When determining whether to order maintenance, as well as the amount of maintenance to grant, the court will consider the financial capacities of both you and your spouse. Therefore, you should secure the following documents belonging to both parties, as far as possible:
- Documents proving both parties’ debts (e.g. Credit Bureau Reports);
- CPF statements;
- Evidence of employment (in the form of e.g. an employer’s letter or employment contract);
- Income tax documents; and
- Bank statements.
For more information on the awarding of spousal maintenance in Singapore, see here.
Documents Relating to Assets
For the purposes of division of matrimonial assets, you should secure documents relating to assets you own, and those you own jointly with your spouse.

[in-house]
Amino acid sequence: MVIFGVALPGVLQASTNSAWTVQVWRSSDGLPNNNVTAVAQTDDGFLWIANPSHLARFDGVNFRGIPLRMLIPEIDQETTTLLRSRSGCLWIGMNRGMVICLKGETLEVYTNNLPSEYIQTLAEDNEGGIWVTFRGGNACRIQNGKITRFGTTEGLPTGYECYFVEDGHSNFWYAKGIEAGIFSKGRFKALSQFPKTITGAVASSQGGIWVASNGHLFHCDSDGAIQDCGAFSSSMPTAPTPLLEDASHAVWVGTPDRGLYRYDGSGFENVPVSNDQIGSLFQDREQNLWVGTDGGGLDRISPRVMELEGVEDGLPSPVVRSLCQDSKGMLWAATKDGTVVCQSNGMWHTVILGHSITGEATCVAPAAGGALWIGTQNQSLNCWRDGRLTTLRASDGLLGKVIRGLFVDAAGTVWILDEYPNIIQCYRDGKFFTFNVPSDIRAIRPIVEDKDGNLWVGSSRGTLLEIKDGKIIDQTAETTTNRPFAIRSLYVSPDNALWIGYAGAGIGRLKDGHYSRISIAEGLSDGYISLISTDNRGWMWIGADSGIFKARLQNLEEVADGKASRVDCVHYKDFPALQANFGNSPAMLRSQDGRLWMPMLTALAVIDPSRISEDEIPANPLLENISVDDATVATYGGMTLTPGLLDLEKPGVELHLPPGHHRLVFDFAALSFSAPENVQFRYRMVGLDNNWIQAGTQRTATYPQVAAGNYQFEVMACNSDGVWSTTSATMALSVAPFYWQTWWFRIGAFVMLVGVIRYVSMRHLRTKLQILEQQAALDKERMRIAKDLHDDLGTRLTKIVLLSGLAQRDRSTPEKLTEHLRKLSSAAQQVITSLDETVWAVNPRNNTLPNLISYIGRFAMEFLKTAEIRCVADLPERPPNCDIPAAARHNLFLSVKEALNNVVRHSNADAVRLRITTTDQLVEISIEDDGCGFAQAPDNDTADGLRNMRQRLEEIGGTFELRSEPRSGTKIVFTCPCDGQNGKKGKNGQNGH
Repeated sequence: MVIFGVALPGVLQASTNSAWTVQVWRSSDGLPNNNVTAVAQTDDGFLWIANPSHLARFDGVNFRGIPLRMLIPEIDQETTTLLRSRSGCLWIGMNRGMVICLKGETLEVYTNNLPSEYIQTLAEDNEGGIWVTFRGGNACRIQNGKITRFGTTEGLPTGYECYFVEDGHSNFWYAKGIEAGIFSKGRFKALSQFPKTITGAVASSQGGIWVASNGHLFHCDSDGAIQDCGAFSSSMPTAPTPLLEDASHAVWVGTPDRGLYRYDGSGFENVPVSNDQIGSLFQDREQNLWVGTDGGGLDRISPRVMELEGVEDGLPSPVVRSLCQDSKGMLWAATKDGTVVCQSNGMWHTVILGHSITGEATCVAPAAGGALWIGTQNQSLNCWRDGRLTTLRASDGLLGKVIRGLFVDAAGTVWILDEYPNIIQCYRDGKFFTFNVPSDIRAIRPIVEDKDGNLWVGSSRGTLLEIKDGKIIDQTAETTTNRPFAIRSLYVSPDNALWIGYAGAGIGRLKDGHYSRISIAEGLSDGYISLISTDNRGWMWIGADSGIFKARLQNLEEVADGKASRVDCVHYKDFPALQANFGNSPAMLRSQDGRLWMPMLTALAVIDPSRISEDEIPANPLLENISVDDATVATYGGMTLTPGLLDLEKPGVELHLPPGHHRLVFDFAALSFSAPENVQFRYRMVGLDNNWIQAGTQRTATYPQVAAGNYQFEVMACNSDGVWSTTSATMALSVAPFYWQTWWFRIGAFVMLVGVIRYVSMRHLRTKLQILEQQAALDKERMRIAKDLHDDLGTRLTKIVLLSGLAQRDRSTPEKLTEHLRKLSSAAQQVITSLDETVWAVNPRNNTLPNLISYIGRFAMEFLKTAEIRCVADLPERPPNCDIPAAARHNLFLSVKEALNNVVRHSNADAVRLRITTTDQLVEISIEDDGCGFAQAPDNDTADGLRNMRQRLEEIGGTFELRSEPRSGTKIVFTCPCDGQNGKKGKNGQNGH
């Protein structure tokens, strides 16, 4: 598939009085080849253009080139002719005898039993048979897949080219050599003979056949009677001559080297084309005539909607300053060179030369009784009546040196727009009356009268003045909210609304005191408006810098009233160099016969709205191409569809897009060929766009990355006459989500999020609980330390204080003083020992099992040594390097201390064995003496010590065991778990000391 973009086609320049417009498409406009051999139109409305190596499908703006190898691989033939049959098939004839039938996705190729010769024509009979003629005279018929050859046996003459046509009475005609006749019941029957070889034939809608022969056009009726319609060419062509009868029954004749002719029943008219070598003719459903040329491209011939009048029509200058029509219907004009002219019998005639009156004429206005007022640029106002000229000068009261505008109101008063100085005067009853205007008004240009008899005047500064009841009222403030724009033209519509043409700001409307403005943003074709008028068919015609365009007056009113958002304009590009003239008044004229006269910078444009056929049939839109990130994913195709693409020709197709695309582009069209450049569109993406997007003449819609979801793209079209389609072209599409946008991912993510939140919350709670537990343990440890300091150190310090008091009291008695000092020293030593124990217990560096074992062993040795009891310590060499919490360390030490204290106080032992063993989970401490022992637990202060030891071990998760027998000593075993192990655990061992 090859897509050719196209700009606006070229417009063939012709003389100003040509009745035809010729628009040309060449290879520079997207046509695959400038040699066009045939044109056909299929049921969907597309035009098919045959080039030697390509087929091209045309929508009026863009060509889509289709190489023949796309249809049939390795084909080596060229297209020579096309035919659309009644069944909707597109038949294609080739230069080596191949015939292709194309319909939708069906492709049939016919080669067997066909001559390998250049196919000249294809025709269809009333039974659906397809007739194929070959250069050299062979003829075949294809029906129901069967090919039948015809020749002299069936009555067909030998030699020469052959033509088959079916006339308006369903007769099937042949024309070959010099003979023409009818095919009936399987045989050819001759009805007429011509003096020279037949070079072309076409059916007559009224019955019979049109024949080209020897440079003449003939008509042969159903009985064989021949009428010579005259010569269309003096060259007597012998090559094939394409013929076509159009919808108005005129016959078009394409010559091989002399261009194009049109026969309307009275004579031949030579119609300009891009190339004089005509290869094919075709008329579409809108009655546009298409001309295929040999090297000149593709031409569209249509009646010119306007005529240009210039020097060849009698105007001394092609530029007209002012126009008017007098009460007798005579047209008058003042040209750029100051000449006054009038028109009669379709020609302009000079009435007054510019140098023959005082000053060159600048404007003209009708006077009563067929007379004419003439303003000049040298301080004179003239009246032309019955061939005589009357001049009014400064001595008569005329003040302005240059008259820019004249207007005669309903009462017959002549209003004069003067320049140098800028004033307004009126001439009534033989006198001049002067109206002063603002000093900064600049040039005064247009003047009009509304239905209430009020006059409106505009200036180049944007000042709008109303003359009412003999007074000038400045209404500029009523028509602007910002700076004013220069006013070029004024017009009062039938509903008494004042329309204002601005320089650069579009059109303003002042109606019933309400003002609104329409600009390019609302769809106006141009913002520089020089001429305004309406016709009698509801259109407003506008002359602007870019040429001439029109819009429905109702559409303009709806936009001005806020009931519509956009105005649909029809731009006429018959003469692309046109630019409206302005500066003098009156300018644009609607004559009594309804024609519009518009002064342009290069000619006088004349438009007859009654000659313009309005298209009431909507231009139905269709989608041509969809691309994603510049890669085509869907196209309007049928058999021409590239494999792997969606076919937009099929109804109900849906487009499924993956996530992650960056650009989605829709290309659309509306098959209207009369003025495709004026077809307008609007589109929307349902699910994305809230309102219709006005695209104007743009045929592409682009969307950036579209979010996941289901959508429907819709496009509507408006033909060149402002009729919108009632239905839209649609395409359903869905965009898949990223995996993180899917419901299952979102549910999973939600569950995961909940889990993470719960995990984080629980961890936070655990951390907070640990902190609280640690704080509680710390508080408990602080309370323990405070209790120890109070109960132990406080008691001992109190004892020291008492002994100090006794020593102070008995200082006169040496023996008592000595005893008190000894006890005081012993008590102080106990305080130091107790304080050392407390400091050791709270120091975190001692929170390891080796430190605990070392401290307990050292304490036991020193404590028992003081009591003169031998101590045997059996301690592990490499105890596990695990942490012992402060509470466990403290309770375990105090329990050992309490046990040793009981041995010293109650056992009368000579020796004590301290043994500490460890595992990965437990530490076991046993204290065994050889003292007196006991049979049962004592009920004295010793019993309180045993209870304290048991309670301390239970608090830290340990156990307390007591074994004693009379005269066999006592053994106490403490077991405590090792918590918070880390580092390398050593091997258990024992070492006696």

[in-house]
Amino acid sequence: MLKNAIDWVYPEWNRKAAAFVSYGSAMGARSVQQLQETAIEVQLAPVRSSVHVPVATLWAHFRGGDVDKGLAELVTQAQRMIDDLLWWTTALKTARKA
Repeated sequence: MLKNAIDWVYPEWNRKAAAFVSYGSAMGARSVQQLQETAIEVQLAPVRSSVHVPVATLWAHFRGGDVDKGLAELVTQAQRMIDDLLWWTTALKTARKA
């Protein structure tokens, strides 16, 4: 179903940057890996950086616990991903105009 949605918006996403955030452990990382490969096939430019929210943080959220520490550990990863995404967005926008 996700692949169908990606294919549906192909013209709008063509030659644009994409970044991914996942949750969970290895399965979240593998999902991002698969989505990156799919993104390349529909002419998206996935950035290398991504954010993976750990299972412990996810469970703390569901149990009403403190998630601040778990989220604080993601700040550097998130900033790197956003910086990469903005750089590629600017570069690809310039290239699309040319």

These documents may include:
- Housing loan documents;
- Renovation receipts;
- Bank statements;
- Credit card statements;
- Any valuation reports;
- Income tax documents; and
- Insurance policies (if any).
It would also be useful to compile a list of such assets, together with their respective estimated values and the bases for such valuation.
If one of the assets is a Housing Development Board (HDB) flat, any CPF statements relating to payment for the flat, including Public Housing Scheme statements of accounts and withdrawal statements, should also be obtained.
Please note that this article only serves as a guide. If you’ve engaged a divorce lawyer, you should always check with your divorce lawyer on exactly what items he or she requires from you.
All personal information you provide to your lawyer will be kept strictly confidential and used only for the purposes of the divorce proceedings.
If you don’t have a divorce lawyer yet, you can get in touch with one of our trusted divorce lawyers. Rest assured that they will keep your matter private and confidential.
For a comprehensive guide on divorce fees in Singapore, click here.